Bromances are good for your health, study finds

Researchers studied male relationships using rats

Published March 8, 2016 8:19PM (EST)

A recent study from the University of California, Berkeley found that male friendships are healthy. Researchers studied the social relationships of rodents and found that when male rats shared a cage and were presented with mild stressors they coped much better with than rats that were alone. Researchers would repeatedly take away and return water and rats that were alone became highly aggressive while the social rats would share evenly and were highly civil. Researchers found that levels of oxytocin increased after this ordeal (a hormone that is released when mammals bond and is helpful in reducing stress) and social rats would cuddle and huddle together. The entire study can be found here.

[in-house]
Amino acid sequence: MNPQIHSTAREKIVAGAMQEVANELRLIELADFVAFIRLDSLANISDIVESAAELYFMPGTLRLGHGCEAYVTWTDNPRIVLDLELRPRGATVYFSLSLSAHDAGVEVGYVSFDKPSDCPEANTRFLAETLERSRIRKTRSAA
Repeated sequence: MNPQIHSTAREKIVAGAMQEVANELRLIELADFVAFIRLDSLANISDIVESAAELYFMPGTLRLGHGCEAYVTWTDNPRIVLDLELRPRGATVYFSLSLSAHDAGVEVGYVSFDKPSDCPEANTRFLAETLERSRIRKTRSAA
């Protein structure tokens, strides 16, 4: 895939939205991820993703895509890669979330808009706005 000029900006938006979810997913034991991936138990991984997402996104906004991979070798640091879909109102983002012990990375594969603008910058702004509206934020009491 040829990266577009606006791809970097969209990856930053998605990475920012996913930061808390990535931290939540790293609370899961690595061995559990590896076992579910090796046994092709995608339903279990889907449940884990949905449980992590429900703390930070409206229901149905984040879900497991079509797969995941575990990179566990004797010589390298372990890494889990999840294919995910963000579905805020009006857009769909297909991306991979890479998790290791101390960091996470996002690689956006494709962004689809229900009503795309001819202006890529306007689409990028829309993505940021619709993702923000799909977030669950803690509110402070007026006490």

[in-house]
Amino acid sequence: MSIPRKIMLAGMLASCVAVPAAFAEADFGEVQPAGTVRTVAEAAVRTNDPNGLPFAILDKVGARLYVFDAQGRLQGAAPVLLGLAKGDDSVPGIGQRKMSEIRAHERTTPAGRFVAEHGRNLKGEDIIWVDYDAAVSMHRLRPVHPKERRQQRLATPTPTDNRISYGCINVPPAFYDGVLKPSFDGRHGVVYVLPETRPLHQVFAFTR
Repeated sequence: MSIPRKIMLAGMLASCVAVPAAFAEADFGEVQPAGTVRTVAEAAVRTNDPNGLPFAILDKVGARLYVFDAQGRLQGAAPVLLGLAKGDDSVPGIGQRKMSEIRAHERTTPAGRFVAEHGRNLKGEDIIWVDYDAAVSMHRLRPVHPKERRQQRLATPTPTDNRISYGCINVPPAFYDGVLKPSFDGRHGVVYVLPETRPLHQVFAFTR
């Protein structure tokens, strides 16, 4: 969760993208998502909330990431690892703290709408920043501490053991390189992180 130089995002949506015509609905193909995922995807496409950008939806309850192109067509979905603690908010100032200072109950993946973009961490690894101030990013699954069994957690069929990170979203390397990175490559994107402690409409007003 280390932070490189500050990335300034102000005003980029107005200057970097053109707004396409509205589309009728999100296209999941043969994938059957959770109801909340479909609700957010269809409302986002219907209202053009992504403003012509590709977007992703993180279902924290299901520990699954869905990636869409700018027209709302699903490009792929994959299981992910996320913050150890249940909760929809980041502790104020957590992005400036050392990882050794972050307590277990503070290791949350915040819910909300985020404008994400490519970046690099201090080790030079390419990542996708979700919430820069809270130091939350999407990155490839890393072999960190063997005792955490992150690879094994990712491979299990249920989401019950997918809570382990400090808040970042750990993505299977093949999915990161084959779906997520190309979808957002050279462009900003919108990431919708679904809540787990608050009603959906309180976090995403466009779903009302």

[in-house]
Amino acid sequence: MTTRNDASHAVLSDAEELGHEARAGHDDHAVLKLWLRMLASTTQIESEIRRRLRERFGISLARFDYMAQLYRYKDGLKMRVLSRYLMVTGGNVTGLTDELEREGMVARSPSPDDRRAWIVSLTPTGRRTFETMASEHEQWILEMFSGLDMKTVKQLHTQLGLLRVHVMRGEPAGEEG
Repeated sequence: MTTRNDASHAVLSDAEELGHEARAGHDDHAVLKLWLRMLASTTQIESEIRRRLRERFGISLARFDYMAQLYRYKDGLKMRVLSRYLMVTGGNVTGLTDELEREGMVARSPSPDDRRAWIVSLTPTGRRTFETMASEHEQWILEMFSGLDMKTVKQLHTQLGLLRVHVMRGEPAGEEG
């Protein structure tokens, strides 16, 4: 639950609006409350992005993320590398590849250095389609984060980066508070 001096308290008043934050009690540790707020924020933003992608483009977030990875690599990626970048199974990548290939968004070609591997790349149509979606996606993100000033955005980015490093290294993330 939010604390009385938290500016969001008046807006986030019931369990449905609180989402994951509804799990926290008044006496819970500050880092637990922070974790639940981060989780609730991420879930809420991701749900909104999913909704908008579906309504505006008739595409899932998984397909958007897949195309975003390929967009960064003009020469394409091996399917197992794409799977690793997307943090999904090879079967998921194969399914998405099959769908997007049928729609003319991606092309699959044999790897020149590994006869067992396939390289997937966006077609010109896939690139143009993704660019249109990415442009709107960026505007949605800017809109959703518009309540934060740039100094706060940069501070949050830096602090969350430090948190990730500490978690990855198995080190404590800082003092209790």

By Peter Cooper

Peter Cooper is a video producer for Salon. He's a creator infused with many passions and can be found on Instagram and Twitter.

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